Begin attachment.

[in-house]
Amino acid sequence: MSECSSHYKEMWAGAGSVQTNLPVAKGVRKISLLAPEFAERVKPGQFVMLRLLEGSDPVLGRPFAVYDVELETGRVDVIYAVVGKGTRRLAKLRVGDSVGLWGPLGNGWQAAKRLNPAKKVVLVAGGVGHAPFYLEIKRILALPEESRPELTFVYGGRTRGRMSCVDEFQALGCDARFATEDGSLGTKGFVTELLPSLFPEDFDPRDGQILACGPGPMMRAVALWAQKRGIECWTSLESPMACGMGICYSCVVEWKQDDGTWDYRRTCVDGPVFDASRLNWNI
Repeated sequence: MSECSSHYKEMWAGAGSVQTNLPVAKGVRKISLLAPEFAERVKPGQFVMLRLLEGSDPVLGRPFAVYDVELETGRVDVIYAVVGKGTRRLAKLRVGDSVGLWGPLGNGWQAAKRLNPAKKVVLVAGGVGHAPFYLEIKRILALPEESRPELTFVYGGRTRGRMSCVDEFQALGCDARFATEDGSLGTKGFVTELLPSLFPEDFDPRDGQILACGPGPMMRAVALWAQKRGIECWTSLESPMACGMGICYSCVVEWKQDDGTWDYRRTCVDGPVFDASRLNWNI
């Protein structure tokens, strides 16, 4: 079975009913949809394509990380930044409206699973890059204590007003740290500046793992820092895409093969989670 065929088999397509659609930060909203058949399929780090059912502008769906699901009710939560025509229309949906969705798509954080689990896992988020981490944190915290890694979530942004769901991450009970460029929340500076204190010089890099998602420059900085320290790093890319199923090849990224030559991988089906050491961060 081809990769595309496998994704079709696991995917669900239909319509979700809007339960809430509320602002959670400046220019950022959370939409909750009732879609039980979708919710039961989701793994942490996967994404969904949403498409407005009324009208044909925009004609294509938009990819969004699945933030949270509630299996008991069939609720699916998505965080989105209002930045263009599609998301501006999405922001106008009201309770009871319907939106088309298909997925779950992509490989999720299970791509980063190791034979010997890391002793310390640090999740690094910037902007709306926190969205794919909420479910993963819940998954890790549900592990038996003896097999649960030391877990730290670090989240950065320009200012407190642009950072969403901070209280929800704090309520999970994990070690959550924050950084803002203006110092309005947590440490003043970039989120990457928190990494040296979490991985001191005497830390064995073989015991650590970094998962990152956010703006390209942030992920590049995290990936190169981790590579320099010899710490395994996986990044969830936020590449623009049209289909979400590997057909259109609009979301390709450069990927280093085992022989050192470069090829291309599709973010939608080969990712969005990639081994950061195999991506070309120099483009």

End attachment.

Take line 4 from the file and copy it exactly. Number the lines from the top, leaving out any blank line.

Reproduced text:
């Protein structure tokens, strides 16, 4: 079975009913949809394509990380930044409206699973890059204590007003740290500046793992820092895409093969989670 065929088999397509659609930060909203058949399929780090059912502008769906699901009710939560025509229309949906969705798509954080689990896992988020981490944190915290890694979530942004769901991450009970460029929340500076204190010089890099998602420059900085320290790093890319199923090849990224030559991988089906050491961060 081809990769595309496998994704079709696991995917669900239909319509979700809007339960809430509320602002959670400046220019950022959370939409909750009732879609039980979708919710039961989701793994942490996967994404969904949403498409407005009324009208044909925009004609294509938009990819969004699945933030949270509630299996008991069939609720699916998505965080989105209002930045263009599609998301501006999405922001106008009201309770009871319907939106088309298909997925779950992509490989999720299970791509980063190791034979010997890391002793310390640090999740690094910037902007709306926190969205794919909420479910993963819940998954890790549900592990038996003896097999649960030391877990730290670090989240950065320009200012407190642009950072969403901070209280929800704090309520999970994990070690959550924050950084803002203006110092309005947590440490003043970039989120990457928190990494040296979490991985001191005497830390064995073989015991650590970094998962990152956010703006390209942030992920590049995290990936190169981790590579320099010899710490395994996986990044969830936020590449623009049209289909979400590997057909259109609009979301390709450069990927280093085992022989050192470069090829291309599709973010939608080969990712969005990639081994950061195999991506070309120099483009």